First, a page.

SIMPL is an initiative to transform the northwest section of Sacramento’s downtown into a connected, thriving community that supports residents' quality of life, health, and inclusion in the broader region. Projects like the planting support urban greening, health and well-being, equitable housing, increased mobility, and decarbonized energy for the people who live and work there.
Stormwater Catch Basin at SHRA Property
The Seattle Housing Authority (SHA) has a long history of innovative environmental stewardship and social justice activities conducted in partnership with tenant groups, local government, higher education, private industry, and community-based organizations. In 2019, SHA adopted its first Sustainability Agenda, developed in collaboration with over 250 SHA staff, hundreds of tenants, local government partners, and several community-based organizations serving SHA communities.
Broad examples of successful innovation in this area include food and yard waste collection at every SHA-owned, or managed site, diverting over 100,000 tons of food waste from landfills, a no-cost transit pass program for public housing clients that provides more than 10,000 no-cost trips each year, and data-sharing partnerships to pre-qualify clients for utility discount programs, resulting in a reduction of more than $2 million in out-of-pocket costs for tenants each year. Additional examples include more than $7 million dollars invested in energy efficiency and environmental health measures since 2015, a plan to double on-site solar arrays by 2025 and host more than 250 kilowatts of on-site electricity generation, a fleet revitalization project that converted all passenger vehicles in the agency’s fleet to Electric Vehicles (EVs) over a 3-year period, and installation in 2021 of state-of-the-art heat pump water heater technology at a 100-unit building.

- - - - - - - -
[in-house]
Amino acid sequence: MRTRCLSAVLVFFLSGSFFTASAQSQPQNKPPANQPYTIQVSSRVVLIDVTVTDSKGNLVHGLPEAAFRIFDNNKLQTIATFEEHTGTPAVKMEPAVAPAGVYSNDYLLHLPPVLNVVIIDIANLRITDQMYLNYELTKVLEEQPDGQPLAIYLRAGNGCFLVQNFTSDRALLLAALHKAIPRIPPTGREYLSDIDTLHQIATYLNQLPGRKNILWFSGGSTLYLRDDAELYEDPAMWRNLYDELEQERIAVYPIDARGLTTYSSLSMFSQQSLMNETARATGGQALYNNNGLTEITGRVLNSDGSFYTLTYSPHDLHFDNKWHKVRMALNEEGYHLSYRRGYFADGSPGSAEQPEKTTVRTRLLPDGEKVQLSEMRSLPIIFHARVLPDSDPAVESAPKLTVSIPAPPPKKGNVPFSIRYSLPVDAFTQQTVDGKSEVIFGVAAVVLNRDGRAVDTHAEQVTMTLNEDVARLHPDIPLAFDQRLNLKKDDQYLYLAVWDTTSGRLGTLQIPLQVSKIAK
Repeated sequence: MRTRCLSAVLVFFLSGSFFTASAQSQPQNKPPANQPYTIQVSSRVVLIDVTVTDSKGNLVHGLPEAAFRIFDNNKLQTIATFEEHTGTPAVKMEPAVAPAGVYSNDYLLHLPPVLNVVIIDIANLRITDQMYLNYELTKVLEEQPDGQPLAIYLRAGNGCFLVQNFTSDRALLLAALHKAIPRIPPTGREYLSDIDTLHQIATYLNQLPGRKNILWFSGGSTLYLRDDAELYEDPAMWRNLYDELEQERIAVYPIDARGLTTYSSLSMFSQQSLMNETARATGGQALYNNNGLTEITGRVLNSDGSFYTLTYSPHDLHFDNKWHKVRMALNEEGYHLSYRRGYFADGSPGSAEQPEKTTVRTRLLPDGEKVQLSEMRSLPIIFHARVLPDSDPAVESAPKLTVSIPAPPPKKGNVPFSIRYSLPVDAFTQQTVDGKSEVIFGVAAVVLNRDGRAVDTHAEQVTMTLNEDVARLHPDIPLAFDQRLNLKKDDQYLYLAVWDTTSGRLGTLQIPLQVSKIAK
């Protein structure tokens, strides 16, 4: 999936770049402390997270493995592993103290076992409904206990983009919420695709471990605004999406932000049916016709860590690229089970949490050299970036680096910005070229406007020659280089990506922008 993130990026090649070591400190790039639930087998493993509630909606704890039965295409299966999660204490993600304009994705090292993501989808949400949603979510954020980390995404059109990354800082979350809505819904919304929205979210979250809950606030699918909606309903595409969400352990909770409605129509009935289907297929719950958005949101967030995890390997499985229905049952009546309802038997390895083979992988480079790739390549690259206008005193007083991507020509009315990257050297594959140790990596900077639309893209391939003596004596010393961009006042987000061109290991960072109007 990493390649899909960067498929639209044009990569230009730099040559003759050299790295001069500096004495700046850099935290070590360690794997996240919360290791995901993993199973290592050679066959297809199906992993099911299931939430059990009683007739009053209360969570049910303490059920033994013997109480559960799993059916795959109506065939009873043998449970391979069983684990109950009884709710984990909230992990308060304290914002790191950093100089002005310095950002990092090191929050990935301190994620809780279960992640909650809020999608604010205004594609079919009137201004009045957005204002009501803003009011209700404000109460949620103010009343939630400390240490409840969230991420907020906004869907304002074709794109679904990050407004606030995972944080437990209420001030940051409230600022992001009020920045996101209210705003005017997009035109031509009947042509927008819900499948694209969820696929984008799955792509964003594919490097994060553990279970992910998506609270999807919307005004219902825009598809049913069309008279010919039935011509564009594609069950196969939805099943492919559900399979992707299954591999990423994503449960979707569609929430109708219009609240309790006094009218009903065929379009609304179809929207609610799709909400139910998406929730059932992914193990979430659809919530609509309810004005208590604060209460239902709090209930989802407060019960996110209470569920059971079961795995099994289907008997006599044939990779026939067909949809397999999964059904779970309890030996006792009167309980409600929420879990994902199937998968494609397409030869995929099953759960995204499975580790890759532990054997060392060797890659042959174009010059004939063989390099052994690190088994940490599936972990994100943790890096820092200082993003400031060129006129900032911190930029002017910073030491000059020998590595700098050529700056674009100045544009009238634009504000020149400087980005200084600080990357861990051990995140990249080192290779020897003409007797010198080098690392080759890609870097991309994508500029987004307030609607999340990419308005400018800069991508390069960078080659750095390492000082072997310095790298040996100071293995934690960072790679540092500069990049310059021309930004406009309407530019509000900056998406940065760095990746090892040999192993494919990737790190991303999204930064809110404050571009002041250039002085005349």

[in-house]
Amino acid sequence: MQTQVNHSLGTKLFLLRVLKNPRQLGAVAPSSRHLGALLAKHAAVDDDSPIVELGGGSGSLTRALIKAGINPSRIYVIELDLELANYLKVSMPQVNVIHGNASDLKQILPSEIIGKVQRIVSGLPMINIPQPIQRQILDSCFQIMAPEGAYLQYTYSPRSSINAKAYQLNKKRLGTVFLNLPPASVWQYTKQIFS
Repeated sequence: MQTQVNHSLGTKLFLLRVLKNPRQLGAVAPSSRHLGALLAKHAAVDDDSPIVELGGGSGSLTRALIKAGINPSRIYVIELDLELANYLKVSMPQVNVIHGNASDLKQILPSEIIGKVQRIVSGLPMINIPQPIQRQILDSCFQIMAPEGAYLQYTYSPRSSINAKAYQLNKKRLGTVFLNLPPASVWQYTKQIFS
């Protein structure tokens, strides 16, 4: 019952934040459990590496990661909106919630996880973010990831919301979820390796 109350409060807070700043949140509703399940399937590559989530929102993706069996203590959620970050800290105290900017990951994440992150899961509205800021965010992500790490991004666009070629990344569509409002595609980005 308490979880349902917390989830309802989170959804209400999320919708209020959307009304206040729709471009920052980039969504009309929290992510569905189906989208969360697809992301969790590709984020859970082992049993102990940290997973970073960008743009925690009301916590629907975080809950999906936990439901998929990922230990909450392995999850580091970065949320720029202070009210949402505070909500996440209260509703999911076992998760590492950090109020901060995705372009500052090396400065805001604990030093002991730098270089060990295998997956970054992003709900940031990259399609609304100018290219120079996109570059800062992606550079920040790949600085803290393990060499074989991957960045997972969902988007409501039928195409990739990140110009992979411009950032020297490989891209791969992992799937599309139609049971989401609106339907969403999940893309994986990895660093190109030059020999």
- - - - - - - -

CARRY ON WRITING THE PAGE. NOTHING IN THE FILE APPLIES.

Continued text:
Young residents at the Seattle Housing Authority go door-to-door to deliver food waste information and containers to SHA residents, an effort that has diverted more than 100,000 tons of food waste from landfills.
In March of 2022, the Seattle Housing Authority signed on to a new U.S. Department of Energy Better Climate Challenge. As a partner, SHA is committing to reduce greenhouse gas emissions by 50 percent and energy consumption by 15 percent across all portfolios by 2032.
Upgrading public housing properties is a direct environmental mitigation strategy that has immediate, positive impacts on low-income families. Recently, the Chicago Housing Authority Building Operations department installed new energy efficient air conditioners a several of their properties. The new air conditioning units have an Energy Star efficiency rating of nearly 100 percent. The units not only provide energy efficient cooling, but dramatically cut down the amount of outside air that enters. It was difficult for CHA to find capital funds to replace the AC units all at once, so they utilized an outside funding opportunity. This is one of the reasons why CLPHA continues to prioritize recapitalizing the public housing portfolio. Not only for improving living conditions for residents, but also as a down payment in environmental justice and equity.